I have always appreciated Spider Baby though admittedly it is not my favorite horror picture. It’s not the acting; I think everyone does a fantastic job and it isn’t the music which may actually be one of my favorite theme songs of all time (Lon Chaney Jr. does a splendid job). Aside from the opening sequence of the movie which I find to be part humorous and part super creep out, I really lose interest in this particular demented family about a third of the way in, once we really understand the level of strange. I suppose that’s because the movie begins to follow a fairly straightforward narrative which is in contrast to the absurd, novel opening. I enjoy it. I do not love it as some of you do, but the history behind the release and production of this picture is absolutely fascinating, must be told and available on the new Blu-ray from Arrow US.
What works for Spider Baby is an unsettling family of characters seemingly thrown together as a band of perfect deranged misfits at varying stages in mental and physical development and psychosis. The atmosphere is strange and unusual, like Lydia Dietz thrown back in time and given a mean streak, spider woman roleplaying cosplay. When the “norms” finally enter the picture the whole fish out of water, country mouse/crazy mouse routine begins. Moments of pure slapstick humor give way to disturbing performances that break the boundary of acceptable cinema circa 1967. All the time Lon Chaney Jr plays the great mitigator trying to preserve his family and heritage while coming to terms with a modern, by the numbers world.
For those of you who love this movie, the artwork from genius artist Graham Humphreys should be enough to sell you on this disc. If not, the history lesson provided by Jack Hill, Sid Haig, Joe Dante and company should be reason enough. If that’s not good enough try an gorgeous HD transfer for a release that is available in both the UK and the US! This is part of the Jack Hill series from Arrow which means Hill helped supervise the production and thus lends his whole heart to the release. It shows. The making of featurette is long and robust, full of tidbits and release notes that flesh out this odd film. Of course, the soundtrack nut in me loves the featurette focusing on the music production. It would make a great 7 inch release for the right record distro company (we’re looking at you Death Waltz/Mondo or One Way). I’m also a bit of a nut for alternate title cards which is included for Spider Baby. The booklet is informative, full of stills and pretty. This is an Arrow package; it needs only be opened to be admired.
The well-rounded horror fan is not well-rounded without a viewing of Spider Baby and this is the edition to pop your cherry. If you’d been waiting to indulge, suckle at the Blu-ray teet now. If my recent experience with Arrow has taught me one thing it is that a black and white movie with proper HD transfer and restoration is a thing to be admired and appreciated. Even though Spider Baby has not resonated with me the way it does for some of you, I have a greater appreciation for it thanks to the material on this disc that creates a basis in horror history for the release and even a special eye on the plight of locating original film materials. Build a web for this one. You better beware. There’s a full moon tonight.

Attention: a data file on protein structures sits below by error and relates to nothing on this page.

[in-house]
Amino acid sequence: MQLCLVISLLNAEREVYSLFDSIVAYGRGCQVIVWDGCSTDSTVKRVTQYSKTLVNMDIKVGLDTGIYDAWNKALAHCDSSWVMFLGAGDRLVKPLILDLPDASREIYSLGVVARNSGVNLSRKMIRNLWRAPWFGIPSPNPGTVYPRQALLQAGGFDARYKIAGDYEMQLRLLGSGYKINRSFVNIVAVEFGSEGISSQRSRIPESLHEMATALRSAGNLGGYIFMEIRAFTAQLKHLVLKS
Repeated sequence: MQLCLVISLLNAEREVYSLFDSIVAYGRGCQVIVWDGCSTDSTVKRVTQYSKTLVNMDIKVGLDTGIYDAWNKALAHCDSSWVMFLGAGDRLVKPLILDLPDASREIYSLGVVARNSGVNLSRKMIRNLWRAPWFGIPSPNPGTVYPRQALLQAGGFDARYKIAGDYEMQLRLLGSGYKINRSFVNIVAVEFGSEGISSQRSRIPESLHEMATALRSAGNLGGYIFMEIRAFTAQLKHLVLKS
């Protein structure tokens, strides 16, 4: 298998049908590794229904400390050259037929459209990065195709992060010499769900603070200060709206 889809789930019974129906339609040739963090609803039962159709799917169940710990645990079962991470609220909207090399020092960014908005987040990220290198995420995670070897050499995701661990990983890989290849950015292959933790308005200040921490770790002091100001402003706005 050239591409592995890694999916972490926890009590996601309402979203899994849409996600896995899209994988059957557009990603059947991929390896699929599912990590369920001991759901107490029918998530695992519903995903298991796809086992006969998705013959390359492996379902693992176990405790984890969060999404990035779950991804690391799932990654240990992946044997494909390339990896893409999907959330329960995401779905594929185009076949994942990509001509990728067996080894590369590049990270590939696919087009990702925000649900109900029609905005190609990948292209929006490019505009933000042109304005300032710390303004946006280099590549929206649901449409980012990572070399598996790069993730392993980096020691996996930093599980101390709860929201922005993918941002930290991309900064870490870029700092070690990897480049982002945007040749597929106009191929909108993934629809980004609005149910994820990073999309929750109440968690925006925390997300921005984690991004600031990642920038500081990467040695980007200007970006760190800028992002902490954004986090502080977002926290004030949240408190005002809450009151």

High Definition Blu-ray (1080p) and Standard Definition DVD presentation of the main feature, available in the UK for the first time
Original 2.0 Mono Audio (Uncompressed PCM on the Blu-ray)
High Definition transfer of the feature supervised and approved by director Jack Hill
English SDH subtitles for deaf and hearing impaired
Audio commentary featuring Jack Hill and star Sid Haig
Panel discussion from The Academy of Motion Picture Arts and Sciences FILM-TO-FILM Festival, recorded September 2012, featuring Jack Hill and stars Quinn K. Redeker and Beverly Washburn
The Hatching of Spider Baby – Interviews with Jack Hill, Sid Haig, star Mary Mitchel, fan Joe Dante and more on the making of the film
Spider Stravinsky: The Cinema Sounds of Ronald Stein – The composer of ‘The Terror’ and ‘Attack of the 50 Foot Woman’ among others is remembered by Harlene Stein, Jack Hill, American Cinematheque’s Chris D. and others
The Merrye House Revisited – Jack Hill revisits the original house that was used as the main location in the film
Alternate opening title sequence
Gallery of behind-the-scenes images
The Host (1960) – Jack Hill’s early short film featuring Sid Haig in his first starring role [30 mins]
Reversible sleeve featuring original and newly commissioned artwork by Graham Humphreys
Collector’s booklet featuring writing on the film by artist and writer Stephen R. Bissette, and an extensive article re-printed from FilmFax: The Magazine of Unusual Film and Television featuring interviews with the cast and crew, illustrated with original stills and artwork
From Arrow Video:
The credits dub this “the maddest story ever told”, a promise that’s well on the way to being fulfilled in the opening scene alone, when Virginia traps and kills a hapless deliveryman in her makeshift web. She’s one of three siblings who suffer from a unique genetic disorder that causes them to regress back to childhood, while retaining the physical strength and sexual maturity of adults.
Lon Chaney Jr gave one of his most memorable late performances as Bruno, their guardian and protector, who has managed to cover up their crimes until two distant relatives lay claim to their house. When they insist on moving in, Bruno has to cross his fingers and hope that the ‘children’ behave towards their new guests…
This was the first solo feature by Jack Hill, whom Quentin Tarantino dubbed “the Howard Hawks of exploitation filmmaking”, and it remains one of his wildest and weirdest.
Just for fun, enjoy the Lon Chaney Jr version of the theme to Spider Baby and the Fantomas cover: